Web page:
histidine locus. Additionally due to the "deep rough" (rfa-) mutation they possess a faulty lipopolysaccharide coat to the bacterial cell surface thus increasing the cell permeability to
larger molecules. A further mutation, through the deletion of the uvrB- bio gene, causes an inactivation of the excision repair system and a dependence on exogenous biotin. In the
strains TA98 and TA100, the R-factor plasmid pKM101 enhances chemical and UV-induced mutagenesis via an increase in the error-prone repair pathway. The plasmid also confers
ampicillin resistance which acts as a convenient marker (Mortelmans and Zeiger, 2000). In addition to a mutation in the tryptophan operon, the E. coli tester strain contains a uvrA- DNA
repair deficiency which enhances its sensitivity to some mutagenic compounds. This deficiency allows the strain to show enhanced mutability as the uvrA repair system would
normally act to remove and repair the damaged section of the DNA molecule (Green and Muriel, 1976 and Mortelmans and Riccio, 2000).
The bacteria used in the test were obtained from:
• University of California, Berkeley, on culture discs, on 04 August 1995.
• British Industrial Biological Research Association, on a nutrient agar plate, on 17 August 1987
All of the strains were stored at approximately -196 °C in a Statebourne liquid nitrogen freezer, model SXR 34.

In this assay, overnight sub-cultures of the appropriate coded stock cultures were prepared in
nutrient broth (Oxoid Limited; lot number 1712138 07/20) and incubated at 37 °C for approximately 10 hours. Each culture was monitored spectrophotometrically for turbidity
with titres determined by viable count analysis on nutrient agar plates.

Experimental Design and Study Conduct
Test Item Preparation and Analysis
The test item was immiscible in sterile distilled water at 50 mg/mL but was fully miscible in dimethyl sulphoxide at the same concentration in solubility checks performed in-house.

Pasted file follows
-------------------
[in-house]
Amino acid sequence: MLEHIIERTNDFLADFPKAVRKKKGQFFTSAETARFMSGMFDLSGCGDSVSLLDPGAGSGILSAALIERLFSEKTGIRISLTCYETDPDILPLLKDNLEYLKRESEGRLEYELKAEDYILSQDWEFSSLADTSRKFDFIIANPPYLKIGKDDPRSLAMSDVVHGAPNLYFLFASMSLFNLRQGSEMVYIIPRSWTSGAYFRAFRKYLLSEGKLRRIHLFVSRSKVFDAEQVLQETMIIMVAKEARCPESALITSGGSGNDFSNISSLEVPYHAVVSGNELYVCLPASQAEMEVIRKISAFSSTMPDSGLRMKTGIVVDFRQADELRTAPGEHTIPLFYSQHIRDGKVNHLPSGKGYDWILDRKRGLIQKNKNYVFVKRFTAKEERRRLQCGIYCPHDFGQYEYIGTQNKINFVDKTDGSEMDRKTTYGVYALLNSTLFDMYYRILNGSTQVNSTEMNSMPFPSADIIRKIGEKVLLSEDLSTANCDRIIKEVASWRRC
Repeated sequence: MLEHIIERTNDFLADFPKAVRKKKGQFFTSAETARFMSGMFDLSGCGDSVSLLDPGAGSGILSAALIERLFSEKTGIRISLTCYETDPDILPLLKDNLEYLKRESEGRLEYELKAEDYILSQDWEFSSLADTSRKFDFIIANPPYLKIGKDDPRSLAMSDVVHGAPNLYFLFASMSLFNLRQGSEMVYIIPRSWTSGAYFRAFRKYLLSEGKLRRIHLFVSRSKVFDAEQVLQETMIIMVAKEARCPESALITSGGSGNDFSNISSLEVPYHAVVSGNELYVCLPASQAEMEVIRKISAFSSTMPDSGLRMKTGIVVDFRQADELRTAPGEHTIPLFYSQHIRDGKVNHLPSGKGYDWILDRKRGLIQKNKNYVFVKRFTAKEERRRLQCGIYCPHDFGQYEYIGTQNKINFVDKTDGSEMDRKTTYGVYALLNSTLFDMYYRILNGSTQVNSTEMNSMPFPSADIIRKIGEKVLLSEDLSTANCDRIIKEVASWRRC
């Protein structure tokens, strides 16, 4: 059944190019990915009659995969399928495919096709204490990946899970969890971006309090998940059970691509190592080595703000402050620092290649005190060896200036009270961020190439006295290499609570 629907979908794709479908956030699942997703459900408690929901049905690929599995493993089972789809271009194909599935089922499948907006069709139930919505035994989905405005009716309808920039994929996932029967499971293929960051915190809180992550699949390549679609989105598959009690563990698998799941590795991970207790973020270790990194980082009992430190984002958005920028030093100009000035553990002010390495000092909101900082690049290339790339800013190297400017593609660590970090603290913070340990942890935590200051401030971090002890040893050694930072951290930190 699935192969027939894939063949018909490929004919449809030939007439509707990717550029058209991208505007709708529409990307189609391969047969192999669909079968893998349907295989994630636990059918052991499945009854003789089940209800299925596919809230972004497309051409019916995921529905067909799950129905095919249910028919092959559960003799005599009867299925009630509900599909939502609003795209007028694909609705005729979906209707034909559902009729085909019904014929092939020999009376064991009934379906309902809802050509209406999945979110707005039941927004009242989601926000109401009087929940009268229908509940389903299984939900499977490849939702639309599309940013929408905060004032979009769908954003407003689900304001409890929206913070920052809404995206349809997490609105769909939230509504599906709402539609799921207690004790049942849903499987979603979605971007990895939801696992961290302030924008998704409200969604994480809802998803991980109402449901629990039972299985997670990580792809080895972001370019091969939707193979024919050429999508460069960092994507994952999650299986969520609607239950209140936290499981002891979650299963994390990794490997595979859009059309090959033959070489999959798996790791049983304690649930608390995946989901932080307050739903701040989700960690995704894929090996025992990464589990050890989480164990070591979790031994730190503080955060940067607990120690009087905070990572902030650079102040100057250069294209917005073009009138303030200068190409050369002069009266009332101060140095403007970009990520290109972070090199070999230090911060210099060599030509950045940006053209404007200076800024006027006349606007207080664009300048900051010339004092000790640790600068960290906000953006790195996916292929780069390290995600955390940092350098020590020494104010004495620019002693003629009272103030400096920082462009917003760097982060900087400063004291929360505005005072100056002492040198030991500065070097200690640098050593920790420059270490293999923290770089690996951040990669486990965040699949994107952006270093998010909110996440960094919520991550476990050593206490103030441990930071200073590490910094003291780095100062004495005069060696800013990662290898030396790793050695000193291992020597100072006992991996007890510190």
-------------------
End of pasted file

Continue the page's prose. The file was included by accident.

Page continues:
Dimethyl sulphoxide was therefore selected as the vehicle.
The test item was accurately weighed and approximate half-log dilutions prepared in dimethyl sulphoxide by mixing on a vortex mixer on the day of each experiment. No
correction was made for purity. Prior to use, the solvent was dried to remove water using molecular sieves i.e. 2 mm sodium alumino-silicate pellets with a nominal pore diameter of 4 x 10-4 microns.
All formulations were used within four hours of preparation and were assumed to be stable for this period. Analysis for concentration, homogeneity and stability of the test item formulations is not a requirement
of the test guidelines and was, therefore, not determined. This is an exception with regard to GLP and has been reflected in the GLP compliance statement.

Test for Mutagenicity: Experiment 1 - Plate Incorporation Method

Dose selection
The dose range used for Experiment 2 was determined by the results of Experiment 1 and was as follows:
Salmonella strains TA100, TA1535 and TA1537 (absence of S9): 0.05, 0.15, 0.5, 1.5, 5, 15, 50, 150 μg/plate.

Salmonella strains TA100, TA1535 and TA1537 (presence of S9) and TA98 (absence and presence of S9) and E.coli strain WP2uvrA (absence of S9):
0.15, 0.5, 1.5, 5, 15, 50, 150, 500 μg/plate.
E.coli strain WP2uvrA (presence of S9):
0.5, 1.5, 5, 15, 50, 150, 500, 1500 μg/plate.

Eight test item dose levels per bacterial tester strain were selected in Experiment 2 in order to achieve both a minimum of four non-toxic dose levels and the toxic limit of the test item
following the change in test methodology from plate incorporation to pre-incubation.

Without Metabolic Activation